The One about Michelangelo Antonioni’s “L’Eclisse”

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In 1962, Michelangelo Antonioni (who had earned the nickname “the Master of Alienation”) released his third film, L’Eclisse (also known as “The Eclipse”), as part of his alienation trilogy.

The Italian modernist director was known for his radical new style, not following any convention of filmmaking and most of all, characters and events are disconnected.  The first part of the trilogy “L’avventura” (1960) was an international success and would introduce the world to the actress Monica Vitti, a woman who would appear as the main character in several of his films.  Antonioni returned with “La Notte” (1961) starring Jeanne Moreau and Marcello Mastroianni which focused on the slow death of a marriage and final of the trilogy “L’Eclisse” would focus on the alienation of man in the modern world.

Known for his long takes but artistically capturing the surroundings of a location, Antonioni’s “L’Eclisse” was a winner of the Jury Special Prize at the 1962 Cannes Film Festival and nominated for the Palme d’Or. Needless to say, when watching Antonioni’s films, these are films that are not your typical films and therefore was either applauded or booed.  “L’Eclisse” is a big example of a film which you watch without expectation and you just take in the acting, the cinematography and then you think afterward, what Antonioni was trying to accomplish.   In this case, a disconnect with love.

“L’Eclisse” is one of those films in which a viewer can definitely watch and each person probably can come up with a different answer or something similar to what another person is thinking.

For me, Vittoria is a woman who has dated far too many men who have not had this emotional attachment to her.  She’s a beautiful woman but deep inside, she’s emotionless.  Why?  One can go deeper and think, who are the men in her life?  Where is her father?  How has she been treated?  And is she suspicious of men that try to get close to her?  And why is she emotionally detached?  There are very few moments in the film where see Vittoria smile and relaxed.  May it be a scene where she becomes an African native and just dances and has fun, another scene where she just watches a plane coming down for a landing or a scene where she sees a dog and just laughs.  Perhaps what we are seeing is Vittoria wanting to be in another place but now.  Where her life is hearing about her mother want money, seeing men who talk about money, have material things and look at her as only as a plaything.

As for Pioro, he is a cocky stockbroker who has made a lot of money in his career and is attracted to Vittoria.  But similar to Vittoria, he is also somewhat emotionally detached as we see in one scene, a drunkard steals his nice convertible and he doesn’t seem that all bothered by it.   It seems as if he is hoping he can get lucky with Vittoria more than anything.   In fact, when police find his car in a river bank with the dead drunkard inside, not once does he show any emotion towards the man who died in his car, all he can think about is selling it and buying a new car.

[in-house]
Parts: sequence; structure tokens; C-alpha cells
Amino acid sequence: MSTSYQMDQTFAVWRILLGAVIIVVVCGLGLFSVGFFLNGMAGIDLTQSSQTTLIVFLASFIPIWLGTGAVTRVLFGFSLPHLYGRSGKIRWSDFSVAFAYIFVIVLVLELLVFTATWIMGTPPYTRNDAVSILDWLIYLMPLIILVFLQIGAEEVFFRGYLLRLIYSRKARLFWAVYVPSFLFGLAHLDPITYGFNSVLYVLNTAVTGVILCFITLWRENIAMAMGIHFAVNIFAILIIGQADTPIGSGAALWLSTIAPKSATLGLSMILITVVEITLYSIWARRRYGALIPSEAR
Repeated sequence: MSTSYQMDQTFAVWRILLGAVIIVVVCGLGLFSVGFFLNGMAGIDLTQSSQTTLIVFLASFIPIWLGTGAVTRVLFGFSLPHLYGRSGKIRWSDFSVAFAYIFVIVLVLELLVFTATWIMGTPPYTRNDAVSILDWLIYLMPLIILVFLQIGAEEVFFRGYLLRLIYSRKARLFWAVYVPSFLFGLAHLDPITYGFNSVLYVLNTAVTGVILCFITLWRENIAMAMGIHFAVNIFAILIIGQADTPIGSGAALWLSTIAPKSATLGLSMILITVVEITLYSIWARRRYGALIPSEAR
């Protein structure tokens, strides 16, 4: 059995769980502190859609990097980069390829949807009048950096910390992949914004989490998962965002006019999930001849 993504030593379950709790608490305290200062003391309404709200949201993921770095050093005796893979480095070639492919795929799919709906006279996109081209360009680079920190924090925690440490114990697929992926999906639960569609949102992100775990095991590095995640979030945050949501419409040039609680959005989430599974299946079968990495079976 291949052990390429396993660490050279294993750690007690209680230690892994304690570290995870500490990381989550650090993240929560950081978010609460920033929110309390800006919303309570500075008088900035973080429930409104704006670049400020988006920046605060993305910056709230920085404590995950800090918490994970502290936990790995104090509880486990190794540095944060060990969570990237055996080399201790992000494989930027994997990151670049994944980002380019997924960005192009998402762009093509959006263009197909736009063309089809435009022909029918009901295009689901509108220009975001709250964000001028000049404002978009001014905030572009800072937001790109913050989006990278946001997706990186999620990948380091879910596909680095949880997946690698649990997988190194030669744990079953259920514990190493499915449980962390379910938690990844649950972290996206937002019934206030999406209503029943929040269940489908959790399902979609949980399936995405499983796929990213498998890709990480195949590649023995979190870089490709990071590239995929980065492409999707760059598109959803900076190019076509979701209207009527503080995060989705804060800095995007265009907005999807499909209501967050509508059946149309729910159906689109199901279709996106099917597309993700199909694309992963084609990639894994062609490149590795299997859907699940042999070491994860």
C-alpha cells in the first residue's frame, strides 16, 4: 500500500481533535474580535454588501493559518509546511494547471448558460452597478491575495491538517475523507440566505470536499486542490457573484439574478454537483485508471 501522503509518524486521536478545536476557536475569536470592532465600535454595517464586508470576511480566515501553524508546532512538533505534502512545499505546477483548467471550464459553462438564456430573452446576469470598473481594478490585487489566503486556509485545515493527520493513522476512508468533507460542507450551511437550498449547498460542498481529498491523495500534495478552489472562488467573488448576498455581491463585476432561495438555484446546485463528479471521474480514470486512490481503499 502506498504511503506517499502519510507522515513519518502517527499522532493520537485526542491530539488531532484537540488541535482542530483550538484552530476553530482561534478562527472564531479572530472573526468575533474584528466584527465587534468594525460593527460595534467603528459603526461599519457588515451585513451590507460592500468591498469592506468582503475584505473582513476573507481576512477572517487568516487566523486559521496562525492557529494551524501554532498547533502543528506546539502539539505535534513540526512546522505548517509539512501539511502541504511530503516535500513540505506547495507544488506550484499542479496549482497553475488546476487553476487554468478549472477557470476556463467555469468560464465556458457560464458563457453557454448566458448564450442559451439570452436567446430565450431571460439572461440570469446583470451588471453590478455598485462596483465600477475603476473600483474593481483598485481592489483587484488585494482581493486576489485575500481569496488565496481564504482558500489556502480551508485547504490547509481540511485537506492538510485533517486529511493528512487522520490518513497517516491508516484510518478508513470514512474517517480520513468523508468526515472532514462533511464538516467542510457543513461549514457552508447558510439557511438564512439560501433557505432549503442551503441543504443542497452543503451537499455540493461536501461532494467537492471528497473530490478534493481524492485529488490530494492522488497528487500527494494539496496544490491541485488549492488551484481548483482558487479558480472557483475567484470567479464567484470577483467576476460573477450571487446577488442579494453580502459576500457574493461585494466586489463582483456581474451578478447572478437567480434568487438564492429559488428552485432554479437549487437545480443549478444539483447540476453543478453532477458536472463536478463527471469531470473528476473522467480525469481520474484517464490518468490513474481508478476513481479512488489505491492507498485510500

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But it goes far beyond these two characters, for example at the Rome Stock Exchange, we see the stock brokers in frenzy and then taking a moment of silence of a death of their colleague and then back again to their way of life.  This is similar to Vittoria where we see her at rare times leaving her state of coldness and we get a glimpse of happiness.

And then the character of Marta, a new friend of Vittoria and a woman who is from Italy but was raised in Kenya and now back in Italy and feels disconnected.  Her home features pictures and relics from Kenya as if  she truly misses the environment but not the people but not the people at all (in fact, she makes fun of them) and sees herself living a life in Kenya with importance. But now back home, she is now a person who has lost that feeling of importance and feels uncomfortable.

Antonioni’s “L’Eclisse” is a film about disconnection and similar to his previous two films, a person’s view of this detachment can be seen be applauded because we rarely see all characters in a film portrayed in this manner or because of that, one can be disenchanted by it.  What I enjoyed about “L’Eclisse” is that there are fragments placed within the storyline that is made for people to think.  May it be the Rome stock market or the architecture of Rome in the background or how the lamp lights look artistic during the night.  But also,  how Antonioni defies normalcy, defies closure and presents his film the way he wants to without following the rules that most filmmakers go by.  It’s somewhat of a rebellious film but it fits within the confines of his trilogy on modern malaise.

There is so much too appreciate about “L’Eclisse” and needless to say, it all comes down to the viewer and what they are able to appreciate.  If one is thinking this will be your typical romantic film, those who have not seen an Antonioni film or “L’avventura” or “La Notte” are going to quickly learn that “L’Eclisse” is far from what they may expect.

Overall, “L’Eclisse” is a Michelangelo Antonioni masterpiece and is a piece of Italian cinema that is deserving in every cineaste’s collection.  Highly recommended!